I really do not like to eat the same thing for more than three meals, which is one of the reasons I wanted to do the “another day, another dollar” approach rather than the strategy of stocking up on larger quantities up front and making them last a month. Keeps my options open.

  3. Marco Says:

    Ok, so is there a list of “healthy” foods that you can purchase for $1 a day?

    I go to the grocery stores and markets routinely, and the only stuff I see that can feed you more than once per day, that’s less than $1 is Ramen, which is not at ALL healthy.

    Maybe a couple of pieces of produce, but that’d be a one meal kind of thing, not 2, and definitely not 3.

    You say that if you had bad meals for those 30 days you’d consider it a failure, but I can’t imagine that once can eat that many healthy foods in any kind of quantity for that price each day. I struggle to make due with just $5 a day and get 2 meals out of that….

    Inquiring minds wanna know what you suggest!

  4. lessisenough Says:

    If you read from the beginning, starting at Day One, you can see what I ate. If you read the summary page, you can see exactly what I bought, cooked, ate, spent each day. If you read the post called “A Few Lessons” you can see some of the specific lessons I feel were demonstrated on the project,

    One of the key things to note is that my approach advocates buying the building blocks of meals rather than attempting to buy complete meals together. I bought grains (cornmeal, rice, millet, oats, wheat berries), pasta, legumes (black beans, split peas), vegetables (cabbage, carrots, tomatoes), fruit (tangerines, oranges, bananas). Those are the types of “healthy” foods I recommend, all of which can be purchased at very low cost.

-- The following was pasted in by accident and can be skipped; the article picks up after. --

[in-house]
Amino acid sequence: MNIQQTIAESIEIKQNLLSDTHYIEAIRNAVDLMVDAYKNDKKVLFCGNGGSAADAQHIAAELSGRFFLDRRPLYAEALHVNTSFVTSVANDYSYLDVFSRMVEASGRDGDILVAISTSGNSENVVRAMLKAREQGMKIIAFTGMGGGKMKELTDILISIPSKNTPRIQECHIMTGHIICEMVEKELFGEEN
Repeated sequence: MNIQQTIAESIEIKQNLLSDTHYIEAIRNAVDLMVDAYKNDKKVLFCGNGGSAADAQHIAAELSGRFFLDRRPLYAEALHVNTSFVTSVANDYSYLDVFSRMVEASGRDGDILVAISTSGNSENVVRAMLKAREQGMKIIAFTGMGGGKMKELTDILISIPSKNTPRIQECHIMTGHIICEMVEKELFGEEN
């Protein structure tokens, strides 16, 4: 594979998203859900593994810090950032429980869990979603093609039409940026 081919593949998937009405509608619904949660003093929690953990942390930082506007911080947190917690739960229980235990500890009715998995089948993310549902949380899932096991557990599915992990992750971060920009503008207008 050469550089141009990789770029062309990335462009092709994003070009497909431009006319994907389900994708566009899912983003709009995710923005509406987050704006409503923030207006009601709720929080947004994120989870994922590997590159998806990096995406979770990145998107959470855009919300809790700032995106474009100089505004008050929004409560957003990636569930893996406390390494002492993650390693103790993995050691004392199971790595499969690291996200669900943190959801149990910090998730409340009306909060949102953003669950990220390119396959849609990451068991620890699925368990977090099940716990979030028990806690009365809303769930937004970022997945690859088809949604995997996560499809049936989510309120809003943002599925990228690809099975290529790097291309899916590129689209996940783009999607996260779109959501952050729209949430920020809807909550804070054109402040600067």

You’re not necessarily going to be able to go into a store and buy one single thing that is a complete meal for less than a dollar, but you can buy a number of different things very inexpensively that can be combined to make cheap meals. For instance, I bought a dozen eggs for $1.42 and Jiffy biscuit mix for $0.50 and 10oz of spinach for $1 and a tangerine for $0.20. I didn’t buy them all on the same day, but on the days I bought them, I didn’t use all of them so I had them available to eat on later days. So one day I was able to spend $0.50 on Jiffy mix and $0.20 on a tangerine and combine that with previously purchased eggs and spinach to have a breakfast of scrambled eggs with spinach and Jiffy biscuits and a tangerine.

    The key is making things from scratch, using very basic ingredients rather than buying pre-made items. (Also note that pasta is actually cheaper than ramen — near the end I made a bare-bones version of yakisoba, a Japanese stir-fry dish, using pasta and chicken and carrots and cabbage. It was cheap, made a lot of food, and was definitely better than ramen.)

    Note also that I did this project in February/March. If I were to do it now, the fruits and vegetables I woud be eating would be different because different things are cheap now.

    If you read through from the beginning reading both my posts and the comments, you might get some ideas. Lots of people had really interesting things to say. People also posted links to other websites where people were writing about eating cheaply. If you keep reading, I think you might have your main questions answered.